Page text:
A while ago someone asked me about Regency sandals. Why do we see so many in fashion plates, but so few extent pairs?
Well, I suspect the ratio is quite similar to most items seen in fashion plates vs. extent items. Fashion plates (and fashion magazines today) always show the most avant -garde and extreme fashion, and few ladies ever reached that level of modish dress.
In addition, contemporary sources seem to indicate that wearing sandals was rather noteworthy, and maybe just a little bit scandalous, so there probably was a lot more talking about them than actually owning and wearing them.
We can see the scandalousness conotations of sandals illustrated in the famous Boilly image of a rakish Incroyable meeting his female counterpart, the Merveilleuse. In her transparent dress even the radical Incroyable mistakes her for a prostitute and offers her money, while she shows a modesty not apparent in her attire and makes the sign of a cross with her fingers to indicate her shock and virtue.
While they are hard to find, there must have been a few naughty woman, as there are some extent pairs of Regency sandals, just not very many. And a few pairs of almost sandals. And then some that are probably not actually Regency sandals at all.
Here is a darling pink pair from the Met:
And a white satin-over leather pair from the Bata Shoe Museum (image from Dawn Luckham and the Regency Society of America boards):
And a red leather pair from the Manchester City Galleries:
A lot of Regency sandals are really more like slippers with elaborate lacing patterns.
This pair of slipper-sandals from the MFA Boston is quite cunning, if barely sandal-like:
This gorgeously detailed pair is slightly more sandal like:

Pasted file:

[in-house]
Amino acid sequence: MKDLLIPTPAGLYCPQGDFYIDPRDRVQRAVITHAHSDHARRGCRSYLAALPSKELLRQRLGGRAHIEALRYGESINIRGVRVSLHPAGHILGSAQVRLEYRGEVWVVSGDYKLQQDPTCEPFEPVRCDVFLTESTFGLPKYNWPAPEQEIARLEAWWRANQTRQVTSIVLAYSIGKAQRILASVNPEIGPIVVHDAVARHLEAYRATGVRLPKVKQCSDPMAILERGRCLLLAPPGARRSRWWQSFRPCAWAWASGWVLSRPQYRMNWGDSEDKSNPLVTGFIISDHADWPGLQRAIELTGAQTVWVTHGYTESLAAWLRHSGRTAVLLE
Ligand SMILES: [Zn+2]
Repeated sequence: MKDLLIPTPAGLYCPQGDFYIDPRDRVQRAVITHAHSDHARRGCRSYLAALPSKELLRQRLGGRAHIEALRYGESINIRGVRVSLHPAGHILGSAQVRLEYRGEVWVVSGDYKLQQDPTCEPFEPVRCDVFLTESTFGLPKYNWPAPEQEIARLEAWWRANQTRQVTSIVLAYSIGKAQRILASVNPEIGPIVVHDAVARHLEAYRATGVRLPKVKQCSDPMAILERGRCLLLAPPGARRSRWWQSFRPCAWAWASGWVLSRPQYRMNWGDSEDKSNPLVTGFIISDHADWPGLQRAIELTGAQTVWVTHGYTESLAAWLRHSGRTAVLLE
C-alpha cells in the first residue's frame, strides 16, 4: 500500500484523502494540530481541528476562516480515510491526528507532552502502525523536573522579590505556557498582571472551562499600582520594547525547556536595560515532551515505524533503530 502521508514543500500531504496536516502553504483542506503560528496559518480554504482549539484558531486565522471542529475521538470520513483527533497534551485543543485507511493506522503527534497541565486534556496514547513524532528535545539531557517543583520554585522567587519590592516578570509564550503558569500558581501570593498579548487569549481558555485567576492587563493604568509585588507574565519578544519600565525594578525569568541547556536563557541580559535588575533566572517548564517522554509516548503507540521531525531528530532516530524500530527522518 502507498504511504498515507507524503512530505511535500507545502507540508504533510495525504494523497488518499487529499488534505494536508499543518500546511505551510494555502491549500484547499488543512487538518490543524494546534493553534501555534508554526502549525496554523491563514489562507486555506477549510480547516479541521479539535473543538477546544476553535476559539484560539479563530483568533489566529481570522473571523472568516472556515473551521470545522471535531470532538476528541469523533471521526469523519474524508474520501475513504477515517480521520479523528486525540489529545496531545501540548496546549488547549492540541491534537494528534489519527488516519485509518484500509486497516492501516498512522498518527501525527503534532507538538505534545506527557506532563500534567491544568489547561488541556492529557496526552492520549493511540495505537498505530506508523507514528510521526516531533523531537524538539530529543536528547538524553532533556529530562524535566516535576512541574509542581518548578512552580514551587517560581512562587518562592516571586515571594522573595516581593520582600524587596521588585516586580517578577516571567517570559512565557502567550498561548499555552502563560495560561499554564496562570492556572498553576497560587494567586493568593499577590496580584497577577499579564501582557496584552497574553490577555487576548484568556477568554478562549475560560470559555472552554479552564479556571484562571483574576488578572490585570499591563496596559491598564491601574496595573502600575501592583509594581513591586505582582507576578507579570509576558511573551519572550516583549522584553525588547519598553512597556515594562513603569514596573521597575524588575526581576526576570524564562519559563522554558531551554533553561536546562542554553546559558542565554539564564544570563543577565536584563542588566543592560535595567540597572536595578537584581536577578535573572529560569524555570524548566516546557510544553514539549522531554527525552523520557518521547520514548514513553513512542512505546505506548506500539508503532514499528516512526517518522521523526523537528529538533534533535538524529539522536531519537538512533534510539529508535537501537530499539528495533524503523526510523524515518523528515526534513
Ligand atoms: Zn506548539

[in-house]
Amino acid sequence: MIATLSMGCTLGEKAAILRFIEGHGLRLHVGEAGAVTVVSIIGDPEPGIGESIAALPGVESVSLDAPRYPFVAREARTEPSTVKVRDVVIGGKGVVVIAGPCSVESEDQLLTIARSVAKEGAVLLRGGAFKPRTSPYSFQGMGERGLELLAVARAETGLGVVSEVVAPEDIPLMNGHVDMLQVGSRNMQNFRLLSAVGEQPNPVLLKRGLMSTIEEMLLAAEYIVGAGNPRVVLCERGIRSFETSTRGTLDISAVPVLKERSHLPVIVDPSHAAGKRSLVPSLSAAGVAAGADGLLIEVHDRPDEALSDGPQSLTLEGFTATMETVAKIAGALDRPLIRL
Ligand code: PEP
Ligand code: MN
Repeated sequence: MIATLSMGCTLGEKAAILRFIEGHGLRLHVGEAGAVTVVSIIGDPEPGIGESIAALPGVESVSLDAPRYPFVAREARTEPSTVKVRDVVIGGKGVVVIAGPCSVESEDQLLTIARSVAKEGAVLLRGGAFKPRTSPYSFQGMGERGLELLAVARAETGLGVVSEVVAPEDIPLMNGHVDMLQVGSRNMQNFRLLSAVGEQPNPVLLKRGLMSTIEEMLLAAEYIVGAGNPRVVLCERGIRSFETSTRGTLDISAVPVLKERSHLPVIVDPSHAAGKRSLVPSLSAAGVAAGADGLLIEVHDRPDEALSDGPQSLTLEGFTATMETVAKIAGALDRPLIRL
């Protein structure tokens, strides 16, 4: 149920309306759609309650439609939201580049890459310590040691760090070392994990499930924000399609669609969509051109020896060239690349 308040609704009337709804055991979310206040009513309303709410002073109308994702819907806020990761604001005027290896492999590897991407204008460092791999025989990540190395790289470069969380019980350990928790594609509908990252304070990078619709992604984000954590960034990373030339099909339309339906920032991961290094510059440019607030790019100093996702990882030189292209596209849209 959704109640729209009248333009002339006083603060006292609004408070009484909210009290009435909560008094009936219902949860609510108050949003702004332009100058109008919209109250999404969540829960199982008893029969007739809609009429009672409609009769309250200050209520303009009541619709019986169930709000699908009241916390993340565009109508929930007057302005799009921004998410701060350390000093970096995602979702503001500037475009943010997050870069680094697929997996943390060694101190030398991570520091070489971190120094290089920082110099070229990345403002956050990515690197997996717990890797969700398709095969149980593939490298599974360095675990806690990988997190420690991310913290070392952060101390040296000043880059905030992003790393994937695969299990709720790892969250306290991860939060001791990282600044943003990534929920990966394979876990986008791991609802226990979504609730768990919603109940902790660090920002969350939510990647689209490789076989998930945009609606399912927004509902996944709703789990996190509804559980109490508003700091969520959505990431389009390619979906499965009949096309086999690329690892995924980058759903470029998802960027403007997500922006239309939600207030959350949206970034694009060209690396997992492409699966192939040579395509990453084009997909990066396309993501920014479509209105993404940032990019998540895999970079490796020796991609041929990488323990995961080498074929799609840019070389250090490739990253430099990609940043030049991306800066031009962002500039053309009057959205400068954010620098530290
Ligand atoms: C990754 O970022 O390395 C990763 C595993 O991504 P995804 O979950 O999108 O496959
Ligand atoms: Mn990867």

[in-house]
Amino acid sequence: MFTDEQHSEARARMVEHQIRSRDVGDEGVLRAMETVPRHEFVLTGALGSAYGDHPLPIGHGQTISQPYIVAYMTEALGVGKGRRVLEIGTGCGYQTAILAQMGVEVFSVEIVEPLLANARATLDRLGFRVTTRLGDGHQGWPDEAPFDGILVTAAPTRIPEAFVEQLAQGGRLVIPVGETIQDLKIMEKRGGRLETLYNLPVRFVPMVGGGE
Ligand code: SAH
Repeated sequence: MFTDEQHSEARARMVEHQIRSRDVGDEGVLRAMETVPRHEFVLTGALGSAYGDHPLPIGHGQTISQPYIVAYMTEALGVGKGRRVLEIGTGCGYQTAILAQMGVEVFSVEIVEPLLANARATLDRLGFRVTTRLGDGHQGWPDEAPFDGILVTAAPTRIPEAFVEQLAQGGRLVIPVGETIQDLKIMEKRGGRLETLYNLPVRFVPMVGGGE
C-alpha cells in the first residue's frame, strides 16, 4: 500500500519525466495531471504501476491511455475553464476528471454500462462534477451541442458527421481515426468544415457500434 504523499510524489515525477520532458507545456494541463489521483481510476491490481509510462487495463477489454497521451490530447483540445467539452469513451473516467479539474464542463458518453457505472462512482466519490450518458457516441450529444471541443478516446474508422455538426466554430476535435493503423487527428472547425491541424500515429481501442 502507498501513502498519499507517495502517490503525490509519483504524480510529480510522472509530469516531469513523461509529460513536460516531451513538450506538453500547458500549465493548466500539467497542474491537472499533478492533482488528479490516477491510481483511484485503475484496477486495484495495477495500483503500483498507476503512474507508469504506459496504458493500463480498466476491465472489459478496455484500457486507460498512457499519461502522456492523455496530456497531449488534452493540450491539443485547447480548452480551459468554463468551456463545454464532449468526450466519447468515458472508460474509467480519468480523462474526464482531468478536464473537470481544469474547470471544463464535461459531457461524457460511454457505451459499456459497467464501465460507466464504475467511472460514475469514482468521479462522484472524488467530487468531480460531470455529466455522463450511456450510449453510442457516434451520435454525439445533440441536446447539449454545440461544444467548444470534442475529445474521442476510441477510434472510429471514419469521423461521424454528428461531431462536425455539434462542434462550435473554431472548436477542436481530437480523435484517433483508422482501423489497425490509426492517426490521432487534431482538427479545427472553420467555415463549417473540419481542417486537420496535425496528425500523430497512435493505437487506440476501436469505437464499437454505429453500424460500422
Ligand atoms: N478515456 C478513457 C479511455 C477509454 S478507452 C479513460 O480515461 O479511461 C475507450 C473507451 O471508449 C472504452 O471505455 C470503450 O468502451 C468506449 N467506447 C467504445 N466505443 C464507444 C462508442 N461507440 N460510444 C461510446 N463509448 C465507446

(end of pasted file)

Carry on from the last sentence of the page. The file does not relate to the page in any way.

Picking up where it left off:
This fashion plate shows a similar laced slipper. Was it the proper woman’s alternative to the sandal?
In the category of not actually Regency sandals at all, Te Papa has a pair that are listed as ca 1800, but I have inspected them in person myself, and suspect they are actually early 20th century Scottish dancing shoes, which is probably why they aren’t included in their online catalogue!
Also, given this is Eurpoe we are talking about, not much call for sandals even in summer! hehehe. I love the idea of Scottish dancing shoes being mistaken for Regency. And I love these sandals. How clever to compromise with elaborately laced shoes – the sturdiness and protection of a shoe with the fanciful whatnottery of the lacing!
Oh, come on, Europe isn’t so bad! You should heve been in Estonia this summer! 😀
OK… isn’t it interesting how many of those The Dreamstress has found are pink or red? Does it have something to do with the scandalousness of the item?
Very nice pictures, thanks! It can be hard to get good pictures of historical shoes, particularly unusual styles of historical shoes such as this one, and being able to view them here is wonderful.
The sandals from the Bata look a bit like classical Roman sandal-like shoes, and that’s relevant because during the Regency, classical Roman and Greek themes were very fashionable in women’s clothing design.
Woops! Sorry, that is what this whole post is basically about, but I sort-of forgot to note it for those not so engaged in historical fashions, so thanks for filling things in!
Just in time for Lauren’s new shoes!
I want those LACMA sandals.
Interesting how some of these are a lot like modern fashion sandals; perhaps this is where the inspiration comes from.
I want all of them. But I’ll let you claim the LACMA ones.
so gonna rock some sandal when i dress the louisville for jane austen festival next july!
These are so neat! I don’t know that I’ve seen a pair of original shoes like this before. They’re fabulous! Thanks for posting about them.
You’re welcome! I had so much fun researching this post, as I had seen so few original examples of these myself.
I like the red shoes. Seems the modern shoes I bought for my regency outfit do fit in…they have ankle strap with a buckle.